In spite of general declines in incidence across Africa, the GAPPD goal of decreasing severe incidence by 75% of its 2010 values by 2025 is ambitious. It is difficult to evaluate this goal subnationally, since severity data are scarce at the first administrative level. However, under the simplifying assumption that severe incidence is a constant proportion of all incidence across geographies, years, sexes and ages, extremely few divisions are on pace to hit the goal by the 2025 deadline (Supplementary Fig. 2).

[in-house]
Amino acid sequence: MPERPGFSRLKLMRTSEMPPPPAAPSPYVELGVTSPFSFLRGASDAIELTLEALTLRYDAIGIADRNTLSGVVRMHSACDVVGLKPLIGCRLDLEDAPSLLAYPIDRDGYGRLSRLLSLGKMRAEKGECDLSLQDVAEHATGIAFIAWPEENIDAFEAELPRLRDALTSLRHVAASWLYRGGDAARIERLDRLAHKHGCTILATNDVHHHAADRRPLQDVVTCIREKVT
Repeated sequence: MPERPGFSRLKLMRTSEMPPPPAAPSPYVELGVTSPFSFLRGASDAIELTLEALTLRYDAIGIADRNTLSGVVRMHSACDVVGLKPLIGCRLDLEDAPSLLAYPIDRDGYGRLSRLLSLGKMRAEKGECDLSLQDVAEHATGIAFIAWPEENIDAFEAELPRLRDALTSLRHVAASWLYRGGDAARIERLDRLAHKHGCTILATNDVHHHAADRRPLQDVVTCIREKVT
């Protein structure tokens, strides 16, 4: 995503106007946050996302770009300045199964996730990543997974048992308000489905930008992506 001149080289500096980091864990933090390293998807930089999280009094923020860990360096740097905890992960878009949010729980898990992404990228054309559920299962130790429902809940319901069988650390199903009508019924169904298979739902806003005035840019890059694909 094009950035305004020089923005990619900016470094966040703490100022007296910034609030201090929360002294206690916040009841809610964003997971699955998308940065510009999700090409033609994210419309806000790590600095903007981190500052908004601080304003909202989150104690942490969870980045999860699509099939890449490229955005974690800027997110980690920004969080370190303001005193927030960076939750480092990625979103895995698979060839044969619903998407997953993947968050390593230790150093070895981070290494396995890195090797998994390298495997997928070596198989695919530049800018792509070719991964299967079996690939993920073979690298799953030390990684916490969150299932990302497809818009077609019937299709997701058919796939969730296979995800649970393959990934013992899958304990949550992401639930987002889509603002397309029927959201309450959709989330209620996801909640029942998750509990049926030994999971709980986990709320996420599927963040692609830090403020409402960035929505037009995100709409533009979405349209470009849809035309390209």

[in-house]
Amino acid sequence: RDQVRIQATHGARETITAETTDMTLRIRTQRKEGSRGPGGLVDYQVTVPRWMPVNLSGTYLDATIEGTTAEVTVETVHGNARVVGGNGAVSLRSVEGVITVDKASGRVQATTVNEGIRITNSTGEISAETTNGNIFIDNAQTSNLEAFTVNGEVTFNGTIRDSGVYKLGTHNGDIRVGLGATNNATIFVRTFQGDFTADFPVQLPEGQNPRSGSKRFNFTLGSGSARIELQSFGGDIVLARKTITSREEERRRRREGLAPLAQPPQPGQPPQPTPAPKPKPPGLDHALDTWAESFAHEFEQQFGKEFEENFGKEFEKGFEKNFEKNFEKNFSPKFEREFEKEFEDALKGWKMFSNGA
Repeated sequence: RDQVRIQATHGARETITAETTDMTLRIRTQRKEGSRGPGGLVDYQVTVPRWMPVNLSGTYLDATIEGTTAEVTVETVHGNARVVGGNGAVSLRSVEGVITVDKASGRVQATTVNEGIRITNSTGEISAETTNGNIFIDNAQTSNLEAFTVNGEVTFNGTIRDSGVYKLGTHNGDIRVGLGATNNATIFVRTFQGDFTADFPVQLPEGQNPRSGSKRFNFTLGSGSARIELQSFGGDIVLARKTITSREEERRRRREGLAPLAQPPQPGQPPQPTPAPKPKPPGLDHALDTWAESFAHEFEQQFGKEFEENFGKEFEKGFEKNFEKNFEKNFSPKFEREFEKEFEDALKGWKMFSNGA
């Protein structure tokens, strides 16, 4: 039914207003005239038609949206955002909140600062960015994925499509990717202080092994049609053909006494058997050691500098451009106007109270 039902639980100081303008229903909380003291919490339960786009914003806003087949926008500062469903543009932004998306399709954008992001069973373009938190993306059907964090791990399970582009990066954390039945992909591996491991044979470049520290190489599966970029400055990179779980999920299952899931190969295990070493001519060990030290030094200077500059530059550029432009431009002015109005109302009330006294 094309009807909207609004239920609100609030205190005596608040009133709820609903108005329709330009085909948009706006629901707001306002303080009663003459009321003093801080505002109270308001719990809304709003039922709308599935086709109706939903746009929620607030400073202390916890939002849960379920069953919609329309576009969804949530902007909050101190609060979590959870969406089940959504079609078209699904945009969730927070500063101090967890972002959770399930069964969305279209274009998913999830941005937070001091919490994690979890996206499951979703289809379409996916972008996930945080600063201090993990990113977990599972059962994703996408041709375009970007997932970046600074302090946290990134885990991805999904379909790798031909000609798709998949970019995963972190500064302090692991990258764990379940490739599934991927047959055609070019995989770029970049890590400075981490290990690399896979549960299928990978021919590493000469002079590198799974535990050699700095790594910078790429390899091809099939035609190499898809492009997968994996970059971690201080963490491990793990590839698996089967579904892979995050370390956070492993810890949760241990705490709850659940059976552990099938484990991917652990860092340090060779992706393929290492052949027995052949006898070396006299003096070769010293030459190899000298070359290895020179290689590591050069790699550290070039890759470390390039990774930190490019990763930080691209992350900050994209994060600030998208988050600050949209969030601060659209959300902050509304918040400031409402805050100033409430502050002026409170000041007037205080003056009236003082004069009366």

There were 432,000 (UI 404,000–461,000) LRI deaths estimated among African children in 2017, an average mortality rate of 2.3 (UI 2.1–2.4) deaths per 1,000 (Fig. 2b,d)1. This was a substantial decline from numbers in 2000 where the total estimated number of African children who died from LRIs was 604,000 (UI 576,000–636,000) and the average LRI death rate was 4.9 per 1,000 (UI 4.6–5.1) (Fig. 2a,c). Among regions with a mortality rate of at least 2 per 1,000 in 2017, we found increases in 14 divisions from five countries: Burkina Faso (Centre, containing 328,000 children); Chad (Mandoul and Moyen-Chari regions, containing collectively 311,000 children); Central African Republic (Lobaye and Ouham-Pendé prefectures, containing collectively 195,000 children); South Sudan (Central, Eastern and Western Equatoria, containing collectively 660,000 children); and Zimbabwe (Manicaland, Mashonaland West, Masvingo, both North and South Matabeleland and Midlands provinces, containing collectively 1.86 million children) (Fig. 2c,d). Despite a general pattern of decreasing rates, we found that mortality rates were consistently high throughout the study period in the Central African Republic (CAR), Chad, Nigeria and South Sudan (Figs. 2c,d and 3). In 2017, the largest mortality rate difference within a single country’s divisions was observed in Nigeria, with estimates ranging from 1.8 (UI 1.4–2.2) deaths per 1,000 in Anambra to 9.2 (UI 8.1–10.4) deaths per 1,000 in Yobe (Fig. 2d). The largest number of LRI deaths in any divisions in 2017 occurred in Nigeria and Ethiopia; in particular, Kano and Kaduna states in Nigeria (13,800 (UI 12,200–15,500) deaths and 11,500 (UI 9,800–13,300) deaths, respectively) and Oromia state in Ethiopia (12,000 (UI 10,400–13,800) deaths) (Figs. 2b and 3).